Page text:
Props to you for making it happen though, whichever way you end up going!
 
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AF77

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Mar 8, 2019
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Obvious answer, right? Unfortunately, the family company owns the facility, of which I only own 8 percent. The intention is to leverage the property into more wealth to the point where my share is worth taking. I could take my "cut" and run, but given the amount of control I have over the company versus the value of my share, it is smarter for me to stick around and help make mom and dad rich, too.

Gotcha, this changes things.
 

Michael Burgess

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I think you're looking at two distinct choices:

1) You run a logistics and warehousing company, and focus on building a business around these services.
2) You run a real estate development company, and focus on building a business that improves distressed industrial spaces.

....or you do both?

If you liquidate the current building, you can free up capital to improve another building, and potentially lease part of it while ALSO running a logistics / warehousing company from a better position.

You seem to have experience improving properties like this - do you have similar experience building logistics / warehousing companies?
 

NC Bidniss

Bronze Contributor
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Mar 5, 2019
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Given your concerns about the area, I would sell and try to get into a better spot. As everyone knows, the three most important characteristics of any piece of real estate are location, location, and location.

Maybe I'm being conservative here, but I think it's better to lock in a nice win than hope for a home run. Not sure how excited you are about the more active operation of the warehouse, as that could be a pro or a con of keeping it, depending on how you feel.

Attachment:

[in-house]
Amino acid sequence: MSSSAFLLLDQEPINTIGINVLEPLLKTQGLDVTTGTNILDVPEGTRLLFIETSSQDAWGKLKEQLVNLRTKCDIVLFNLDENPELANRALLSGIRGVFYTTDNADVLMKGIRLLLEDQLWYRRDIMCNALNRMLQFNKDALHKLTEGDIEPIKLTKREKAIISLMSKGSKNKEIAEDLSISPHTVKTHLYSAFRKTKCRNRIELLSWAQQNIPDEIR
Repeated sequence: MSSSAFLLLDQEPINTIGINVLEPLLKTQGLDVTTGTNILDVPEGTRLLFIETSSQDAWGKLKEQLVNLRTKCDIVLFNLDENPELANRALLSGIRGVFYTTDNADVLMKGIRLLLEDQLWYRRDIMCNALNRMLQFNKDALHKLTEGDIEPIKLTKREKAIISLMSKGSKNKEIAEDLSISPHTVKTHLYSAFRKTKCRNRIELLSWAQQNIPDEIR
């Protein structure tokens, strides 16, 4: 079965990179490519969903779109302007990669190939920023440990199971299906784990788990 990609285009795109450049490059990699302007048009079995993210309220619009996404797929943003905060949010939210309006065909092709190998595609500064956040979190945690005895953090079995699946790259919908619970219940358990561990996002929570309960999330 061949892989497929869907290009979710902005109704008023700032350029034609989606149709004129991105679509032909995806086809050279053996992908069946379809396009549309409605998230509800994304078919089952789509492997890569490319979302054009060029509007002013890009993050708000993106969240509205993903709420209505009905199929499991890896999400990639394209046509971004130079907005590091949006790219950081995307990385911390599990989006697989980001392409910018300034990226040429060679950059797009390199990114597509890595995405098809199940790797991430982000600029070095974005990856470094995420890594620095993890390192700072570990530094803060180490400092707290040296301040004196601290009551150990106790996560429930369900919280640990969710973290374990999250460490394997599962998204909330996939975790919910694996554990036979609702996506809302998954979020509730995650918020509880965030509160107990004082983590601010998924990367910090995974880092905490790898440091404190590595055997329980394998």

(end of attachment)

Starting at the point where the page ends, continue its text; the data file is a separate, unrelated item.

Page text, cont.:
Props to you for making it happen though, whichever way you end up going!

I'm thinking the same way. Also, there is little to get excited about when it comes to the wonderful world of third party logistics haha.
 
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Last edited:

NC Bidniss

Bronze Contributor
Read Fastlane!
Speedway Pass
Mar 5, 2019
64
137
I think you're looking at two distinct choices:

1) You run a logistics and warehousing company, and focus on building a business around these services.
2) You run a real estate development company, and focus on building a business that improves distressed industrial spaces.

....or you do both?

If you liquidate the current building, you can free up capital to improve another building, and potentially lease part of it while ALSO running a logistics / warehousing company from a better position.

You seem to have experience improving properties like this - do you have similar experience building logistics / warehousing companies?

The both options are pretty well the idea, unless I decided to sell (I have other properties). I have experience in commercial and industrial real estate development and leasing, but no real experience in warehousing and logistics. However, my company has been in the family for 5 generations, and 3PL was our bread and butter for 30 years, with moving and storage coming before that. Dad shut down the logistics operation and went into commercial and industrial real estate around 2008 (economy plus the opportunity to deunionize). I don't have experience in warehousing, but I have a lot of knowledge gleaned from him, my grandpa, and a lot of personal education. Though my dad is not really involved, he does provide consultation when I need it, so I have the expert available for the warehousing side of things.

It was actually his idea for me to sell the place and start developing properties. He said my skill set is probably better suited for that. I want to consider both sides of things before I make the decision, but I'm really leaning heavily toward selling. I feel like the opportunity is better on that side. If I were in a large city with that size of a facility, I'd likely be looking at things from a far different perspective.